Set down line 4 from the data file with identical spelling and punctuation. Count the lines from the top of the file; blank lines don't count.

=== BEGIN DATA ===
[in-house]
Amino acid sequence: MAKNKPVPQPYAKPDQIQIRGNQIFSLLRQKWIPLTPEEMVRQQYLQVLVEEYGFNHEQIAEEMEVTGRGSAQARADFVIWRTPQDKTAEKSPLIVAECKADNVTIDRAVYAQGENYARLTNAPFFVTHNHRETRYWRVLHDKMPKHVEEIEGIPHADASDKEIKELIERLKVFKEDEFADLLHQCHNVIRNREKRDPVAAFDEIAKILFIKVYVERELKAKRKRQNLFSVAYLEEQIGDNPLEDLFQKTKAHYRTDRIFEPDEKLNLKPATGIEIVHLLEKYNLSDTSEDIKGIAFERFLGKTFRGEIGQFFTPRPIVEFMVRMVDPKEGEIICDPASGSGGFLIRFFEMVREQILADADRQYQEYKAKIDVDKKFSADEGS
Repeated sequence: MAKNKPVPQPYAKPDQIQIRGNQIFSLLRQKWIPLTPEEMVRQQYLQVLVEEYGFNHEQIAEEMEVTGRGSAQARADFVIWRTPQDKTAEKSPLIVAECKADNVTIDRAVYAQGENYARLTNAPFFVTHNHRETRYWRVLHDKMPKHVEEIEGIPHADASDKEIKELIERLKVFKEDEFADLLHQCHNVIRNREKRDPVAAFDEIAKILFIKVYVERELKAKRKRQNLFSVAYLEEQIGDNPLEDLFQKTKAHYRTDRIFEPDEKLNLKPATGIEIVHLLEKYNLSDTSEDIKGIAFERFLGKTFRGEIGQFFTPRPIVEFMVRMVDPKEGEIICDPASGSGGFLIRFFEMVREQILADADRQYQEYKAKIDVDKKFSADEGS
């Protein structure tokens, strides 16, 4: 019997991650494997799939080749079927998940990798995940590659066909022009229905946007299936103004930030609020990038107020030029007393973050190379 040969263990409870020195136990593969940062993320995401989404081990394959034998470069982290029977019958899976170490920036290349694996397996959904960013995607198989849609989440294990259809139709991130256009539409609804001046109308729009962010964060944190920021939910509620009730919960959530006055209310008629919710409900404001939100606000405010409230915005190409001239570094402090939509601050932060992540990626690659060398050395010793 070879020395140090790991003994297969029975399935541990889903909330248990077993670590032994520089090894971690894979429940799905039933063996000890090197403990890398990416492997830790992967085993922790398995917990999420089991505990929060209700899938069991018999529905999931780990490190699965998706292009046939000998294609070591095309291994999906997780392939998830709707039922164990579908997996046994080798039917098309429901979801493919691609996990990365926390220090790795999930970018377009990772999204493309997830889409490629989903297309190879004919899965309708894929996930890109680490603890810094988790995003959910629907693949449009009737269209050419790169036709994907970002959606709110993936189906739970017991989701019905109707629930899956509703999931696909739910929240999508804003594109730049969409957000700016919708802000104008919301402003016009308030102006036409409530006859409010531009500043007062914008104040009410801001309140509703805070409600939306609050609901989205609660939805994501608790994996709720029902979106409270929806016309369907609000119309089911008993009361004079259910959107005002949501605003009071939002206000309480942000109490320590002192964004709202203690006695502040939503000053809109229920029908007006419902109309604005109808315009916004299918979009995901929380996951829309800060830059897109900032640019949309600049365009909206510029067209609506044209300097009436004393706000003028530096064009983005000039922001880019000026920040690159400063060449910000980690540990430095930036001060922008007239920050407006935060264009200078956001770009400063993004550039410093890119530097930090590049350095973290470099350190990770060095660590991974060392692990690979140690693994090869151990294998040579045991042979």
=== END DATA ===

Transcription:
């Protein structure tokens, strides 16, 4: 019997991650494997799939080749079927998940990798995940590659066909022009229905946007299936103004930030609020990038107020030029007393973050190379 040969263990409870020195136990593969940062993320995401989404081990394959034998470069982290029977019958899976170490920036290349694996397996959904960013995607198989849609989440294990259809139709991130256009539409609804001046109308729009962010964060944190920021939910509620009730919960959530006055209310008629919710409900404001939100606000405010409230915005190409001239570094402090939509601050932060992540990626690659060398050395010793 070879020395140090790991003994297969029975399935541990889903909330248990077993670590032994520089090894971690894979429940799905039933063996000890090197403990890398990416492997830790992967085993922790398995917990999420089991505990929060209700899938069991018999529905999931780990490190699965998706292009046939000998294609070591095309291994999906997780392939998830709707039922164990579908997996046994080798039917098309429901979801493919691609996990990365926390220090790795999930970018377009990772999204493309997830889409490629989903297309190879004919899965309708894929996930890109680490603890810094988790995003959910629907693949449009009737269209050419790169036709994907970002959606709110993936189906739970017991989701019905109707629930899956509703999931696909739910929240999508804003594109730049969409957000700016919708802000104008919301402003016009308030102006036409409530006859409010531009500043007062914008104040009410801001309140509703805070409600939306609050609901989205609660939805994501608790994996709720029902979106409270929806016309369907609000119309089911008993009361004079259910959107005002949501605003009071939002206000309480942000109490320590002192964004709202203690006695502040939503000053809109229920029908007006419902109309604005109808315009916004299918979009995901929380996951829309800060830059897109900032640019949309600049365009909206510029067209609506044209300097009436004393706000003028530096064009983005000039922001880019000026920040690159400063060449910000980690540990430095930036001060922008007239920050407006935060264009200078956001770009400063993004550039410093890119530097930090590049350095973290470099350190990770060095660590991974060392692990690979140690693994090869151990294998040579045991042979």